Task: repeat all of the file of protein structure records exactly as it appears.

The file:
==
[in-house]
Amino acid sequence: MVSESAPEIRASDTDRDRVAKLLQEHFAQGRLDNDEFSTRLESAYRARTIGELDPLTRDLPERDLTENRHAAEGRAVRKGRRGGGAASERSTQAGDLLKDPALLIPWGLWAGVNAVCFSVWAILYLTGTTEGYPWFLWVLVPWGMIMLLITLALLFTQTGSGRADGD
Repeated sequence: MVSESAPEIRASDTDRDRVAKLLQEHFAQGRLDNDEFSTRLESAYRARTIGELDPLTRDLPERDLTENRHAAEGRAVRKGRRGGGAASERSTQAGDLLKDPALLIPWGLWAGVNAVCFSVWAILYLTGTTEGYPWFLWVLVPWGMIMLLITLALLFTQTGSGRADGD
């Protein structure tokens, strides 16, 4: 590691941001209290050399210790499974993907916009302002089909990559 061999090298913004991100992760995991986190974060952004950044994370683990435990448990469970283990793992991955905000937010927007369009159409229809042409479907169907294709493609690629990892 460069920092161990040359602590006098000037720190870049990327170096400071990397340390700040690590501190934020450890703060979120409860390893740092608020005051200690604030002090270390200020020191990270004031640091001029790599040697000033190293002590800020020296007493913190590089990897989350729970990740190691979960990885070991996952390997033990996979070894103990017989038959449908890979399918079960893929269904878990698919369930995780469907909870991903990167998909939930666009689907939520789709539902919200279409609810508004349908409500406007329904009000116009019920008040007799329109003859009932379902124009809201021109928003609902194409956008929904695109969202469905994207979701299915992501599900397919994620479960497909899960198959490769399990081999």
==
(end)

[in-house]
Amino acid sequence: MVSESAPEIRASDTDRDRVAKLLQEHFAQGRLDNDEFSTRLESAYRARTIGELDPLTRDLPERDLTENRHAAEGRAVRKGRRGGGAASERSTQAGDLLKDPALLIPWGLWAGVNAVCFSVWAILYLTGTTEGYPWFLWVLVPWGMIMLLITLALLFTQTGSGRADGD
Repeated sequence: MVSESAPEIRASDTDRDRVAKLLQEHFAQGRLDNDEFSTRLESAYRARTIGELDPLTRDLPERDLTENRHAAEGRAVRKGRRGGGAASERSTQAGDLLKDPALLIPWGLWAGVNAVCFSVWAILYLTGTTEGYPWFLWVLVPWGMIMLLITLALLFTQTGSGRADGD
């Protein structure tokens, strides 16, 4: 590691941001209290050399210790499974993907916009302002089909990559 061999090298913004991100992760995991986190974060952004950044994370683990435990448990469970283990793992991955905000937010927007369009159409229809042409479907169907294709493609690629990892 460069920092161990040359602590006098000037720190870049990327170096400071990397340390700040690590501190934020450890703060979120409860390893740092608020005051200690604030002090270390200020020191990270004031640091001029790599040697000033190293002590800020020296007493913190590089990897989350729970990740190691979960990885070991996952390997033990996979070894103990017989038959449908890979399918079960893929269904878990698919369930995780469907909870991903990167998909939930666009689907939520789709539902919200279409609810508004349908409500406007329904009000116009019920008040007799329109003859009932379902124009809201021109928003609902194409956008929904695109969202469905994207979701299915992501599900397919994620479960497909899960198959490769399990081999």